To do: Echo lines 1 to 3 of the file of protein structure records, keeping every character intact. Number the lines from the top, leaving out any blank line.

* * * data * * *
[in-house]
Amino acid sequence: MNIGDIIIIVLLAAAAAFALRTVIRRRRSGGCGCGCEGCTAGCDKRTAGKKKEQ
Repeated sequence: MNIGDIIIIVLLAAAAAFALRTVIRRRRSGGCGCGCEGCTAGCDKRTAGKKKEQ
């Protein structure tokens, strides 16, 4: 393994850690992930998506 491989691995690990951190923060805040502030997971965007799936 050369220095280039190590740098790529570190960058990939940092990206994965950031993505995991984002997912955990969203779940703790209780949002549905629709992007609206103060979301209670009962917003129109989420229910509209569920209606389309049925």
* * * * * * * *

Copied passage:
[in-house]
Amino acid sequence: MNIGDIIIIVLLAAAAAFALRTVIRRRRSGGCGCGCEGCTAGCDKRTAGKKKEQ
Repeated sequence: MNIGDIIIIVLLAAAAAFALRTVIRRRRSGGCGCGCEGCTAGCDKRTAGKKKEQ